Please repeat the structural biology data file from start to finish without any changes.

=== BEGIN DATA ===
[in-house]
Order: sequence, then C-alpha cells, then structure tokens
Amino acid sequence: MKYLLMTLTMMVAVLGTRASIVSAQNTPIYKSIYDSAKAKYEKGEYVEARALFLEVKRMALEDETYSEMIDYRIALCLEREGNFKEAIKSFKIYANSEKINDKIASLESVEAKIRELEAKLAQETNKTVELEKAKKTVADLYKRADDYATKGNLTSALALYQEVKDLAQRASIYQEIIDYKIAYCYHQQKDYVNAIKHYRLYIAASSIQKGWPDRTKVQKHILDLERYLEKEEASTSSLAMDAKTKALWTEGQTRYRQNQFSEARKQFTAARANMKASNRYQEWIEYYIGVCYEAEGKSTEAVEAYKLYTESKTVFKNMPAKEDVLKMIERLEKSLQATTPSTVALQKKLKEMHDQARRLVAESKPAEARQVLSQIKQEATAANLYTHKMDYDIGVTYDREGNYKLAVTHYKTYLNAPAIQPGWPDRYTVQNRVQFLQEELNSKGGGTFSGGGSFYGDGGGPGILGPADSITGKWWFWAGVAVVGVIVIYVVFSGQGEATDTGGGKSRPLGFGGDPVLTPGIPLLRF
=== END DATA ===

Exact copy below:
[in-house]
Order: sequence, then C-alpha cells, then structure tokens
Amino acid sequence: MKYLLMTLTMMVAVLGTRASIVSAQNTPIYKSIYDSAKAKYEKGEYVEARALFLEVKRMALEDETYSEMIDYRIALCLEREGNFKEAIKSFKIYANSEKINDKIASLESVEAKIRELEAKLAQETNKTVELEKAKKTVADLYKRADDYATKGNLTSALALYQEVKDLAQRASIYQEIIDYKIAYCYHQQKDYVNAIKHYRLYIAASSIQKGWPDRTKVQKHILDLERYLEKEEASTSSLAMDAKTKALWTEGQTRYRQNQFSEARKQFTAARANMKASNRYQEWIEYYIGVCYEAEGKSTEAVEAYKLYTESKTVFKNMPAKEDVLKMIERLEKSLQATTPSTVALQKKLKEMHDQARRLVAESKPAEARQVLSQIKQEATAANLYTHKMDYDIGVTYDREGNYKLAVTHYKTYLNAPAIQPGWPDRYTVQNRVQFLQEELNSKGGGTFSGGGSFYGDGGGPGILGPADSITGKWWFWAGVAVVGVIVIYVVFSGQGEATDTGGGKSRPLGFGGDPVLTPGIPLLRF